And it's not learned because I don't use those learning functions on my keyboard as it can cause it to make incorrect predictions based on what I type before, like acronyms that I had to force through...



    The Windows Phone keyboard has good predictions, so coupled with gesture typing it is very fast.

    Additionally for these records you can simply give the typist a clean phone. They aren't using their personal device for this. Microsoft used a Lucia 520 with Beta WP8.1 software on it to get the record.

    So that video isn't even comparable to what Microsoft did.

    Sent from my Galaxy Note 3 using Tapatalk
    dolco likes this.
    04-11-14 06:00 PM
  12. TheScionicMan's Avatar
    Can he do it on a fresh BB10 device with GBOWR staffers vetting it?
    For Guinness, starting with a fresh phone might be useful but in the real world, how many times are you typing on a fresh out of the box phone? In real world usage, the learning is a key part of BB10's efficiency. I can type my entire 25+ character firm name in about five swipes. And it only took entering it once or twice.
    04-11-14 06:04 PM
  13. howarmat's Avatar
    cut the arguiing out or both of you will get slapped
    Bluenoser63 likes this.
    04-11-14 09:07 PM
  14. philiopoilopoli's Avatar
    I tried typing the phrase that was in the windows video and BBs predictions were bang on, even the scientific nomenclature. And no, I have never typed most of those words before.
    That video is so pointless. Even in the video you can see that the words he typed on the BlackBerry had already been typed before. Who knows how many times he has typed it in to get the word prediction to do that.

    It proves absolutely nothing except for that guys has enough spare time on his hand to enter a phrase over and over. I'm pretty sure my Android keyboard would do that also if I spent the time typing only the same thing all day long.

    Try timing the phone again with a randomly generated phrase or a fresh out of the box phone and it won't be nearly as impressive.
    Bluenoser63 likes this.
    04-11-14 09:14 PM
  15. Bluenoser63's Avatar
    I tried typing the phrase that was in the windows video and BBs predictions were bang on, even the scientific nomenclature. And no, I have never typed most of those words before.
    Same here. The only ones who doubt the video are ones who probably don't have a BB10 device. It is pretty impressive and the best screen keyboard out there.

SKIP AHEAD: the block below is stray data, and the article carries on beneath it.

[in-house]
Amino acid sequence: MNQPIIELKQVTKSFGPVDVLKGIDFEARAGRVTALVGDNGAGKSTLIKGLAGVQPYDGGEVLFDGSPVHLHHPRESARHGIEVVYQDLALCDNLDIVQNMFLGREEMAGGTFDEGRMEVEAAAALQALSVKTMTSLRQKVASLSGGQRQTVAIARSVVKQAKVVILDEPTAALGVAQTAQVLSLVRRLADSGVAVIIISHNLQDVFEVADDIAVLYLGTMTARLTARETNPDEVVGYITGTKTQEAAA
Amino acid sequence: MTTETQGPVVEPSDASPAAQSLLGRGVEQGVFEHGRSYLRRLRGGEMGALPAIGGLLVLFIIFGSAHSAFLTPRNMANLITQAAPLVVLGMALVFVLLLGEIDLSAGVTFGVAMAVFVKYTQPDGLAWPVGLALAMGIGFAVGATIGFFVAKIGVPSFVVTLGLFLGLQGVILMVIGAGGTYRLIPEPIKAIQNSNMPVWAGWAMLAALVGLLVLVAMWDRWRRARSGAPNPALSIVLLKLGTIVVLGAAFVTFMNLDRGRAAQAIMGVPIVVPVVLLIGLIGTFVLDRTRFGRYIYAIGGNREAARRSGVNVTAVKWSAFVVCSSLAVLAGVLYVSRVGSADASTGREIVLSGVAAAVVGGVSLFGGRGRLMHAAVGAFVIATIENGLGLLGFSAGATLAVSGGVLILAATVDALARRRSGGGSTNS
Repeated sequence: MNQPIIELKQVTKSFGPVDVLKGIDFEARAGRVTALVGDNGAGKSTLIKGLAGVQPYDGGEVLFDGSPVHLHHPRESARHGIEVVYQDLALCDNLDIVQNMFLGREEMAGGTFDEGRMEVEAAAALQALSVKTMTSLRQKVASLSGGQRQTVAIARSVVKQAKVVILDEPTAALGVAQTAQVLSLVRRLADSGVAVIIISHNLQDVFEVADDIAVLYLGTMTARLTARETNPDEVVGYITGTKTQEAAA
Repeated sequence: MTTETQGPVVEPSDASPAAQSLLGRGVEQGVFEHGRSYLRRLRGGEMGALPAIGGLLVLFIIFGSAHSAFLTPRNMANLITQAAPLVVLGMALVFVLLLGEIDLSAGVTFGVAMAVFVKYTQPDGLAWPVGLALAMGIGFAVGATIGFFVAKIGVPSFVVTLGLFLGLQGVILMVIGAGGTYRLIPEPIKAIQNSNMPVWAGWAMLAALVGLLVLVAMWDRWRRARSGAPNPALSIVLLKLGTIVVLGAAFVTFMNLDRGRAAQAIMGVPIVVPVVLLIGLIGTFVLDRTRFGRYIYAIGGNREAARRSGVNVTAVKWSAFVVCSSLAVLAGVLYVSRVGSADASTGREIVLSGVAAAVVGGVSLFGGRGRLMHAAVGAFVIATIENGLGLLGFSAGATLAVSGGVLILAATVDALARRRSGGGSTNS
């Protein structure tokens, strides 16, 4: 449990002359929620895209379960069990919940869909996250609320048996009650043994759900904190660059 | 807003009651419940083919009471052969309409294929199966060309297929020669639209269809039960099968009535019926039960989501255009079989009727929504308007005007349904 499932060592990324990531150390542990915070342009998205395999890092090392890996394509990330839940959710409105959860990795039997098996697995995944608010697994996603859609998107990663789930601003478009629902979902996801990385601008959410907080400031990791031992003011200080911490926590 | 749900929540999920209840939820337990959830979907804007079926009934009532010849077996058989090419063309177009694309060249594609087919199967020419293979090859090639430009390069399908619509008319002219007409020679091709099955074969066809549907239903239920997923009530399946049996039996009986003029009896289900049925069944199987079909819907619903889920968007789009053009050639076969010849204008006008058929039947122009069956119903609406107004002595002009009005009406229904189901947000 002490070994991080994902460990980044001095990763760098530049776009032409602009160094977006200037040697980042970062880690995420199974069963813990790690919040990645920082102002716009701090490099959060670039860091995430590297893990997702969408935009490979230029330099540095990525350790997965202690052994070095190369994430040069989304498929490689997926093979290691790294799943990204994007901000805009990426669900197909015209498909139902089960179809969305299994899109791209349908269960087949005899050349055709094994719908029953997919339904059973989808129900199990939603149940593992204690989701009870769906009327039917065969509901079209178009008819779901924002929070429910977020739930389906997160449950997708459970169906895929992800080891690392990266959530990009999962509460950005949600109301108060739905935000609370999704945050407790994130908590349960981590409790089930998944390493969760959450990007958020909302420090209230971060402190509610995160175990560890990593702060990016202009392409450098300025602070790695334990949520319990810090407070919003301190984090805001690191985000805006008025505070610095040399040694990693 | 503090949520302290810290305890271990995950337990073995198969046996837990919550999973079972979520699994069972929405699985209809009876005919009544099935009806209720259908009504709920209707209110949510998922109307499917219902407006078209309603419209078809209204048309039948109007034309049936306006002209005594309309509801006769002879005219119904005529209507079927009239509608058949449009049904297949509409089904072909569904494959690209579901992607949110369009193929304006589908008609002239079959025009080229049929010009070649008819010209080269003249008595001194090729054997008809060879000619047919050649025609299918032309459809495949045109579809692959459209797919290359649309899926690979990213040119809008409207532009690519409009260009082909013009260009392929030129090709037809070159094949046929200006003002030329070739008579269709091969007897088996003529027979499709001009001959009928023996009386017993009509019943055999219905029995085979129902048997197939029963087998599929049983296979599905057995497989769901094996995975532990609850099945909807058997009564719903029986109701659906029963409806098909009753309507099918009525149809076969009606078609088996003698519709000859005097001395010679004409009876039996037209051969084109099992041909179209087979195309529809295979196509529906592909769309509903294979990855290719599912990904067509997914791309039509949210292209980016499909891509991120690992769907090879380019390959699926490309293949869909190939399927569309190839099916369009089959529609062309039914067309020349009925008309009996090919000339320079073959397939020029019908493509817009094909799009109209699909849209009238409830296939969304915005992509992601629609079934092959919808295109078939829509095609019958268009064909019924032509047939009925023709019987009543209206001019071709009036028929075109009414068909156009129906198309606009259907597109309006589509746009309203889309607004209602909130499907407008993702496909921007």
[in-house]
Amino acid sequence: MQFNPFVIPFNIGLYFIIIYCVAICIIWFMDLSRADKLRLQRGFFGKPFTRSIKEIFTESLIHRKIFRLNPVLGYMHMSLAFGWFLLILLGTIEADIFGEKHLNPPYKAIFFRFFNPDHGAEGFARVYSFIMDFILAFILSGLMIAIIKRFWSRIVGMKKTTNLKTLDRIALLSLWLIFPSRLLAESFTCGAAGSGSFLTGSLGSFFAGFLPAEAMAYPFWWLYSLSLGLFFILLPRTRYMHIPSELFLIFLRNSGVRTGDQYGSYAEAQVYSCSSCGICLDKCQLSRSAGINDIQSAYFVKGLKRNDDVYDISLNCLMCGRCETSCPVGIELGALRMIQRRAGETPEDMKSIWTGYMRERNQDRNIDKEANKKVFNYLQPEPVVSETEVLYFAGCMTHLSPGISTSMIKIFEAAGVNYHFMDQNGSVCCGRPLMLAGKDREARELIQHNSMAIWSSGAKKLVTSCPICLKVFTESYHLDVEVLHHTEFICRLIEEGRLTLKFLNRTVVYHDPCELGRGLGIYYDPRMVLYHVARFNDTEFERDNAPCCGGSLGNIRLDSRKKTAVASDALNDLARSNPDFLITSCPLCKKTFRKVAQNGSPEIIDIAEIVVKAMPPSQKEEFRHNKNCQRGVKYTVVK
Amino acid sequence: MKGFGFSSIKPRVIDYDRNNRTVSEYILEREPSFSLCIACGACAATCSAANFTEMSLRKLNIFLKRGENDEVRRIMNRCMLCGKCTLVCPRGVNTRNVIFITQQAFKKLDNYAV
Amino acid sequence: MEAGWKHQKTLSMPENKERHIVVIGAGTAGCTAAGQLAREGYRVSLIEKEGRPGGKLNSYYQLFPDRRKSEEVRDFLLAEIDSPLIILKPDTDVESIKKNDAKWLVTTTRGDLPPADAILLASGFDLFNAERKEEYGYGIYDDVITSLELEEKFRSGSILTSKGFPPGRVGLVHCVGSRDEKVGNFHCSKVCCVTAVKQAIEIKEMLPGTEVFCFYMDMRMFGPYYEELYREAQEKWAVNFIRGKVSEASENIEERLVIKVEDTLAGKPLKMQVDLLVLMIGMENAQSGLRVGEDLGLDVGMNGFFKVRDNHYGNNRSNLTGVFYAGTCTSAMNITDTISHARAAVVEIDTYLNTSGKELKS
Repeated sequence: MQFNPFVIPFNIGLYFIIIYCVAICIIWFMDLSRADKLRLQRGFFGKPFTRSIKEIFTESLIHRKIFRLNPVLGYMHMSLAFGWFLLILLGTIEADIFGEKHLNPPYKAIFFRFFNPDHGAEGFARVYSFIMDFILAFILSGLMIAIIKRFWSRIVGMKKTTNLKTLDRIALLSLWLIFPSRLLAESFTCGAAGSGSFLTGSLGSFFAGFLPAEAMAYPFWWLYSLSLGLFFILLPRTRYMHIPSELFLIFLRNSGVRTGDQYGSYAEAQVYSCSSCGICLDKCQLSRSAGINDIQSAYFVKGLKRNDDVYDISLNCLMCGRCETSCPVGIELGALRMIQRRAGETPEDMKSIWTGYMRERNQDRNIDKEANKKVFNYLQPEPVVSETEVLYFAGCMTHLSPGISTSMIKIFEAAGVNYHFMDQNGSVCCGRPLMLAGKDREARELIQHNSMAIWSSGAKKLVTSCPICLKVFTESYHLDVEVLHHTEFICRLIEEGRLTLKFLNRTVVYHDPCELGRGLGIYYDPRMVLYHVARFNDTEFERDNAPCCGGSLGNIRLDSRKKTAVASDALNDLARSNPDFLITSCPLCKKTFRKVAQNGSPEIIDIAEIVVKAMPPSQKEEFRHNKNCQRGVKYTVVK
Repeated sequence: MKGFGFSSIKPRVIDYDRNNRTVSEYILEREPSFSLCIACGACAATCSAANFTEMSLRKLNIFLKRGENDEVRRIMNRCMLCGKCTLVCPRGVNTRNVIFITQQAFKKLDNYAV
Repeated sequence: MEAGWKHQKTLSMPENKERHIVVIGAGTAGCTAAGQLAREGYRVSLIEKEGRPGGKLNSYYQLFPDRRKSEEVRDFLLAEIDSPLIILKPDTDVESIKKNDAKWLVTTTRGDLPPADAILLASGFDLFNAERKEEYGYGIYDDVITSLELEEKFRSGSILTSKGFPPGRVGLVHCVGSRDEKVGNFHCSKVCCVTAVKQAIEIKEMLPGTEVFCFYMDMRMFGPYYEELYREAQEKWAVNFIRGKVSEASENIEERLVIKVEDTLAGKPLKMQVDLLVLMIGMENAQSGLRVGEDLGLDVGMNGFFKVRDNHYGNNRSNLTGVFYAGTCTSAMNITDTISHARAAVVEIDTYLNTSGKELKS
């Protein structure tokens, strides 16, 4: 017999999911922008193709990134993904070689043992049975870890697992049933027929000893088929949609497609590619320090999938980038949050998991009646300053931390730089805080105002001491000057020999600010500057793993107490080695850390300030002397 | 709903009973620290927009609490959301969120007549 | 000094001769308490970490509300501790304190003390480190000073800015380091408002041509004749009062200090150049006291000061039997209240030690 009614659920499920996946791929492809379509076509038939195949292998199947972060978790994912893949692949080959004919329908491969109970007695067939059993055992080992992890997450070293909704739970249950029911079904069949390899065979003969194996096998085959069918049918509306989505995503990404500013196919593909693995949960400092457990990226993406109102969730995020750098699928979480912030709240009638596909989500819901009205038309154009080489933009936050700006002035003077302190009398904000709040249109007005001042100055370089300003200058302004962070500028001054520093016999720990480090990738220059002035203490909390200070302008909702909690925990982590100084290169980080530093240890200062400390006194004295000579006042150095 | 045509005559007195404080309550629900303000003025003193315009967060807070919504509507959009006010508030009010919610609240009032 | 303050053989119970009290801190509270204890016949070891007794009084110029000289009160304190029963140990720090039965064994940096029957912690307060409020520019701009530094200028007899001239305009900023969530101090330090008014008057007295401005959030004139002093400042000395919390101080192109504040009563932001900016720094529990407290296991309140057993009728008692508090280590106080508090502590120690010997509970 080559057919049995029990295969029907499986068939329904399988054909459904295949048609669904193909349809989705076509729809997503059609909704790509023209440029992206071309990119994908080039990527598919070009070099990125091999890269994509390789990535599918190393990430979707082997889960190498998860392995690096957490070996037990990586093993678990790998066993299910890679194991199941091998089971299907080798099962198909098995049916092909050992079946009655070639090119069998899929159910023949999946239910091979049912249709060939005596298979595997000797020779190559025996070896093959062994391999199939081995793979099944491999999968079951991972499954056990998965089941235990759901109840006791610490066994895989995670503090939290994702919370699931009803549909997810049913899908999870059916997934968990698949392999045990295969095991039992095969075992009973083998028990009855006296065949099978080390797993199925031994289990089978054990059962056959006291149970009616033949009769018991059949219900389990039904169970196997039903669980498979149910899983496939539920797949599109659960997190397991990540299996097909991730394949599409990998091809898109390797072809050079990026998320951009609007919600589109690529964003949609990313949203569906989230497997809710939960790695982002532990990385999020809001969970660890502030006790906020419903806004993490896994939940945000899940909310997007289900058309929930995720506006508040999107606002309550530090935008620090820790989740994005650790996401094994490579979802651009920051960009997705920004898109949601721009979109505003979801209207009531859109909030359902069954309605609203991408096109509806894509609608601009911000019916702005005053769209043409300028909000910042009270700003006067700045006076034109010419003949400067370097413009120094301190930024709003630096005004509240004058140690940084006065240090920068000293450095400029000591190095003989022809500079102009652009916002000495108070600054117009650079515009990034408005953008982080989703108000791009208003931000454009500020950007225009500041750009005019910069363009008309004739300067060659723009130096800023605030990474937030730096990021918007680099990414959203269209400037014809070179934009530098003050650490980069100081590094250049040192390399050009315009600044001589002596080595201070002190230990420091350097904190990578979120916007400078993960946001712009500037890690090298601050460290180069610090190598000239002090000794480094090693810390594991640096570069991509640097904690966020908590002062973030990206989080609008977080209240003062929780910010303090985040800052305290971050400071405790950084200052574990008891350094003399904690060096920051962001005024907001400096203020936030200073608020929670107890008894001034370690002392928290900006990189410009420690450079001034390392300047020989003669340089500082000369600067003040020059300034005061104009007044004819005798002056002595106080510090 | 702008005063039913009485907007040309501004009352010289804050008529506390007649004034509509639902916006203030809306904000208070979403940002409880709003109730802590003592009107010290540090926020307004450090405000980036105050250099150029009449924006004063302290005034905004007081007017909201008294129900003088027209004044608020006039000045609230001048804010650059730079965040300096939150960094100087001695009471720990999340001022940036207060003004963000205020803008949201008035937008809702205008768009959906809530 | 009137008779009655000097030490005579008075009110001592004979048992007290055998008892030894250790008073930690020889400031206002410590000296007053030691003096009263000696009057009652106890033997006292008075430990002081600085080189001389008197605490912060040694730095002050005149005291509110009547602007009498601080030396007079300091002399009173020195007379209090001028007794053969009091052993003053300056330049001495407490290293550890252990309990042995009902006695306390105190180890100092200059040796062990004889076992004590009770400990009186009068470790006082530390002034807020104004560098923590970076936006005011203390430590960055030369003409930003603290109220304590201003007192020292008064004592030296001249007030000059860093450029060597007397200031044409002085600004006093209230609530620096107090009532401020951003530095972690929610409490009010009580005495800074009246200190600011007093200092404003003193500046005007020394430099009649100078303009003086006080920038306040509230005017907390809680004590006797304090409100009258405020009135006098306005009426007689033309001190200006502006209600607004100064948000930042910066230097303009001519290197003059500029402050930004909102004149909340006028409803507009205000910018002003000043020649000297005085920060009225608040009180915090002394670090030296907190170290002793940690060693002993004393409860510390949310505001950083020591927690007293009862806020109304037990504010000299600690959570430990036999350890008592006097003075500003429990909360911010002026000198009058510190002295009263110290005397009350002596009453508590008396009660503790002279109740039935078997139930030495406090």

04-11-14 09:17 PM
  16. howarmat's Avatar
    im curious but who does the predictive text for Microsoft?
    04-11-14 09:26 PM
  17. Laura Knotek's Avatar
    im curious but who does the predictive text for Microsoft?
    I don't know, but it's something I'd also like to know.
    04-11-14 09:33 PM
  18. iN8ter's Avatar
    im curious but who does the predictive text for Microsoft?
    They do it for themselves:

    http://blogs.windows.com/windows_pho...-keyboard.aspx

    They have enormous amounts of R&D in this area, and can carry on investments from their other software like Microsoft Office and Microsoft Windows to improve it as well.
    Laura Knotek and dolco like this.
    04-11-14 10:43 PM
  19. shaleem's Avatar
    In my opinion, the keyboard and speed are only as good as the person doing the typing.

    Posted via the Android CrackBerry App!
    04-11-14 11:05 PM
  20. 07thking's Avatar
    Lmao, great video. All you envious souls here it's ok to gripe. The point here is how fast the keyboard is and yes overtime it learns how you type so yeah......in a real world situation this is spot on, loves it!

    It's so great to type long sentences with such little effort and super speedy, it's like my BlackBerry is reading my mind or something

    Here is another rigged video for yallz, lmao!



    Photos captured using BlackBerry devices - C00016D81
    04-11-14 11:32 PM
  21. vrud's Avatar
    I don't think it should actually be difficult to believe that sliding keyboards would be faster than the BB10 keyboard IRL. Many always preferred original Swiftkey; though, some BBRY enthusiasts have avoided acknowledging this by saying Blackberry has the best "default" keyboard. Now, the claim will be more difficult for BBRY and BBRY fans to make.

    The old WP8 keyboard had no sliding or flicking so of course it was slower.
    The main property of a virtual keyboard is how easy it learns user dictionary and offers appropriate suggestions.
    The input style - flick or swipe - is irrelevant if the machine tries to push you the word you don't want to type.
    BB10 (as well as some other keyboards) peek into user data to grab the style and user dictionary.
    I was amazed how my Z10 picked up the most difficult words such as my postal index which consists of numbers and letters, some techincal terms we use, etc.
    BB10 contains a beast called PIM Services that has access to most user messages - Email, Facebook, Twitter, SMS, BBM and so on.